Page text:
A mystery outside of San Francisco brings together small-town sheriff Paul Del Moral, Japanese author Aki Akahori, and a traveler from Reno who soon disappears, leaving behind his suitcase and a trail of questions.
In a small town south of San Francisco, Sheriff Paul Del Moral (Pepe Serna) is driving home through the fog when he accidentally strikes a pedestrian, a lone Japanese man. However, before an investigation can take place the man disappears from the hospital without a trace. At the same time, Japanese mystery author Aki Akahori (Ayako Fujitani) takes a trip to San Francisco in order to escape the press tour for her latest book--a potboiler in her world famous "Inspector Takabe" series. Feeling lonely and vulnerable, she begins a romantic affair with a mysterious Japanese traveler from Reno (Kazuki Kitamura). Her new lover is charismatic and charming but abruptly disappears from the hotel, leaving behind his suitcase and a trail of questions...Written by
This film was funded by a Kickstarter campaign and was initially released on iTunes and later Netflix. See more »
In this interesting movie there is a weird conflation of Asian names. When a sheriff from the fictional San Marco county, NV, goes in search of a JAPANESE suspect to the San Francisco's pet store Ocean Aquarium, he sees the large sign at the top of the entrance, written in both CHINESE and English. Later, the owner of the store is described as a woman with the KOREAN name "Ming Yung Kim." While the misguided view of 'all Asians look alike' is common in many occidental movies, this conflation is very curious in a movie partly funded by Japanese executive producers. Further, a scene inside the pet store displays rather prominently an Argentine flag on a desk-- light-blue/white/light-blue (with a sun in the white horizontal bar). Although this may appear to be a clue, it is not; according to Justin, the actual owner of Ocean Aquarium, it was given to him by an Argentinean friend and he keeps it there. See more »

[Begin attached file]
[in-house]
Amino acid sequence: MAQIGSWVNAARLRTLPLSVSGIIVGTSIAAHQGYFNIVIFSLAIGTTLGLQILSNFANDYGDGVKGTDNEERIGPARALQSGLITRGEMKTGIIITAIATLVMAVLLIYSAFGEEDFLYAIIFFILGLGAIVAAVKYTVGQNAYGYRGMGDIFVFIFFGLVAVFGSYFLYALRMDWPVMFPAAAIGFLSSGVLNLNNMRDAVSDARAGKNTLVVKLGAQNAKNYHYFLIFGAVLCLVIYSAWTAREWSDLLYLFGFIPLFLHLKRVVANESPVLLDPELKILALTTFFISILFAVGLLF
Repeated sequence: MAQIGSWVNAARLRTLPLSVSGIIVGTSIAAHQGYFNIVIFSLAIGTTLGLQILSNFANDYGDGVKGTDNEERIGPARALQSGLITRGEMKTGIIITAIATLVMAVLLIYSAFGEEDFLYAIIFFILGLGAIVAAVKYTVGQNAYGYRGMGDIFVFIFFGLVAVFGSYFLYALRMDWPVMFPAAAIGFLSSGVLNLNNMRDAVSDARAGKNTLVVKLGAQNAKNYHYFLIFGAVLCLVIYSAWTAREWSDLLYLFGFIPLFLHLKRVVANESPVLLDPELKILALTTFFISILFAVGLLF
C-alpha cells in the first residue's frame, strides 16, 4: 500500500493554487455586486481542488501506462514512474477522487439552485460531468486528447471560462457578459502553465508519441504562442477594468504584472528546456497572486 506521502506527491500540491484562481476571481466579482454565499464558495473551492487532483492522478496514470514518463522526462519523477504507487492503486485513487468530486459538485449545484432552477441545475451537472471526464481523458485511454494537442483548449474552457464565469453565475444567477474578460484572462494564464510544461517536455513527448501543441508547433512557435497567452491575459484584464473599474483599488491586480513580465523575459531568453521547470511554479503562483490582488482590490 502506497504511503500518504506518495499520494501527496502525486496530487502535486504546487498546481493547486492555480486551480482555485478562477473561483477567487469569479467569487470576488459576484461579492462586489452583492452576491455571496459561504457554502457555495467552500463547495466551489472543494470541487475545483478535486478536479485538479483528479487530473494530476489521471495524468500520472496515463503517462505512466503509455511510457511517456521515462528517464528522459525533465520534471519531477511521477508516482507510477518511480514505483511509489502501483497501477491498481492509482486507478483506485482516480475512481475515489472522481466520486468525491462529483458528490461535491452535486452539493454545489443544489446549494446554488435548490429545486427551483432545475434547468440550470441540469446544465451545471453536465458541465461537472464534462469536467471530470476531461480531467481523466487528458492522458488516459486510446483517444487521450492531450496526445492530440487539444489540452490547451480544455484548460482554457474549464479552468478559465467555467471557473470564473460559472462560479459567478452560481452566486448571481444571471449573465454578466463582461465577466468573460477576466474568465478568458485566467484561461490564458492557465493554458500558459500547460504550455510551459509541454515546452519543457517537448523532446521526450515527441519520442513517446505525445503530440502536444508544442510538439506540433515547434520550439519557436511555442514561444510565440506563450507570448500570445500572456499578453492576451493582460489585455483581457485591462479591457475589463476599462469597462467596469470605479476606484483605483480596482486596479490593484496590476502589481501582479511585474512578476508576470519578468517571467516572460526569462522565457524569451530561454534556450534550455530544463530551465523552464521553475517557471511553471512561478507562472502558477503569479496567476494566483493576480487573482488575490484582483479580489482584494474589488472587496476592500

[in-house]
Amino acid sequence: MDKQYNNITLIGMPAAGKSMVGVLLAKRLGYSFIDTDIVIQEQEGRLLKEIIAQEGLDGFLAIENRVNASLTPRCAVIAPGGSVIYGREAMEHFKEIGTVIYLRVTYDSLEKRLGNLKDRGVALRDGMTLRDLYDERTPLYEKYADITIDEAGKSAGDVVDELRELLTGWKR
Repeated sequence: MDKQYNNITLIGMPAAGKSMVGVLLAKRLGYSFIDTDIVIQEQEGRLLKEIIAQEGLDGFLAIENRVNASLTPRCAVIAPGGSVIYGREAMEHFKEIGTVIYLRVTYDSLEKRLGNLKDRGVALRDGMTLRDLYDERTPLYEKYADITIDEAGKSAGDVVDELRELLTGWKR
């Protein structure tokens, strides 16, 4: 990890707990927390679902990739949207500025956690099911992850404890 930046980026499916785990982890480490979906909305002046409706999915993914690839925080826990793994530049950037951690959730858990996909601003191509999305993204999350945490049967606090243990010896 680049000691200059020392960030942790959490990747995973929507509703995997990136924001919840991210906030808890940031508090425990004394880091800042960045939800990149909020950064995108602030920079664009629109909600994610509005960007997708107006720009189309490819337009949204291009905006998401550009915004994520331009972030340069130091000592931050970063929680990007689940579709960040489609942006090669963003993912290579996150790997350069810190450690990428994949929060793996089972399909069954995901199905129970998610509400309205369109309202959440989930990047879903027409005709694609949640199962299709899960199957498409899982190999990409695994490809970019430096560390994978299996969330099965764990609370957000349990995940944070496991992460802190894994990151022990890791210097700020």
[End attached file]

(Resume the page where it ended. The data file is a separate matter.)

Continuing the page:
Great Homage to mystery classics
Man from Reno was my first foray into the films of Dave Boyle, and from what I hear, it is quite different from what he has previously made. But if any of his other films do resemble this one, I will definitely make the effort to seek them out. Man from Reno felt at once like a throwback to great 1940s noir mysteries like The Big Sleep, while also being remarkably relevant in 2015. The opening scene - driving through fog so thick you can't see three feet in front of you - sets the tone for the rest of the movie; the plot twists and turns so much it's nearly impossible to keep up with all the new information, but it still manages to stay coherent enough that you stay on the edge of your seat, trying to grasp whatever details may stick. And through all this, a set of richly developed characters connect with you, keeping you invested in their story, even if you may not fully understand it. I left turning over the details of the movie in my head and will continue to do so for some time - hopefully a second viewing will reveal much of what I missed the first time around!
9 of 16 people found this review helpful.
Was this review helpful to you?
| Report this